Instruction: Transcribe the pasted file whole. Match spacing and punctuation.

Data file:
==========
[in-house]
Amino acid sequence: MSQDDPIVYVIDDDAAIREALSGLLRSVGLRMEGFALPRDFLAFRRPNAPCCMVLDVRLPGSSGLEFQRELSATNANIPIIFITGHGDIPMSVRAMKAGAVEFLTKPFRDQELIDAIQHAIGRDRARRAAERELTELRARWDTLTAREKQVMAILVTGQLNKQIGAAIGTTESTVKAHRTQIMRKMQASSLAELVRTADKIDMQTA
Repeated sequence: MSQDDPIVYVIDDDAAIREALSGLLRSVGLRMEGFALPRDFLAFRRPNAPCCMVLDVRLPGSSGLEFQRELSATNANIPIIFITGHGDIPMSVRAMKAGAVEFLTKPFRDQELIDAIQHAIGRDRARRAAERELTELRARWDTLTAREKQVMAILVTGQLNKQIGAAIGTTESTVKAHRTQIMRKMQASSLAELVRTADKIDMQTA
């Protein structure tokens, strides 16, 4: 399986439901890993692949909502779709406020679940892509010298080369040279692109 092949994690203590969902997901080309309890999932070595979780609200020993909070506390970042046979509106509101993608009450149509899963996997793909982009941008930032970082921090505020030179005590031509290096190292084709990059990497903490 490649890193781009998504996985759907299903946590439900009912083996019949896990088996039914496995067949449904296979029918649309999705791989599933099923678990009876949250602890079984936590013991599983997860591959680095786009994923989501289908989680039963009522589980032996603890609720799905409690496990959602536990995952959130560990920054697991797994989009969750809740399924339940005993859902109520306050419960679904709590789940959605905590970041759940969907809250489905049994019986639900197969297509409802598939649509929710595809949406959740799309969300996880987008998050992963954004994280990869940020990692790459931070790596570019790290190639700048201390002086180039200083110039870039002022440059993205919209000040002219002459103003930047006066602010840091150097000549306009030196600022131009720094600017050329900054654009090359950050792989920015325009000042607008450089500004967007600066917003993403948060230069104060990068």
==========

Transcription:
[in-house]
Amino acid sequence: MSQDDPIVYVIDDDAAIREALSGLLRSVGLRMEGFALPRDFLAFRRPNAPCCMVLDVRLPGSSGLEFQRELSATNANIPIIFITGHGDIPMSVRAMKAGAVEFLTKPFRDQELIDAIQHAIGRDRARRAAERELTELRARWDTLTAREKQVMAILVTGQLNKQIGAAIGTTESTVKAHRTQIMRKMQASSLAELVRTADKIDMQTA
Repeated sequence: MSQDDPIVYVIDDDAAIREALSGLLRSVGLRMEGFALPRDFLAFRRPNAPCCMVLDVRLPGSSGLEFQRELSATNANIPIIFITGHGDIPMSVRAMKAGAVEFLTKPFRDQELIDAIQHAIGRDRARRAAERELTELRARWDTLTAREKQVMAILVTGQLNKQIGAAIGTTESTVKAHRTQIMRKMQASSLAELVRTADKIDMQTA
């Protein structure tokens, strides 16, 4: 399986439901890993692949909502779709406020679940892509010298080369040279692109 092949994690203590969902997901080309309890999932070595979780609200020993909070506390970042046979509106509101993608009450149509899963996997793909982009941008930032970082921090505020030179005590031509290096190292084709990059990497903490 490649890193781009998504996985759907299903946590439900009912083996019949896990088996039914496995067949449904296979029918649309999705791989599933099923678990009876949250602890079984936590013991599983997860591959680095786009994923989501289908989680039963009522589980032996603890609720799905409690496990959602536990995952959130560990920054697991797994989009969750809740399924339940005993859902109520306050419960679904709590789940959605905590970041759940969907809250489905049994019986639900197969297509409802598939649509929710595809949406959740799309969300996880987008998050992963954004994280990869940020990692790459931070790596570019790290190639700048201390002086180039200083110039870039002022440059993205919209000040002219002459103003930047006066602010840091150097000549306009030196600022131009720094600017050329900054654009090359950050792989920015325009000042607008450089500004967007600066917003993403948060230069104060990068």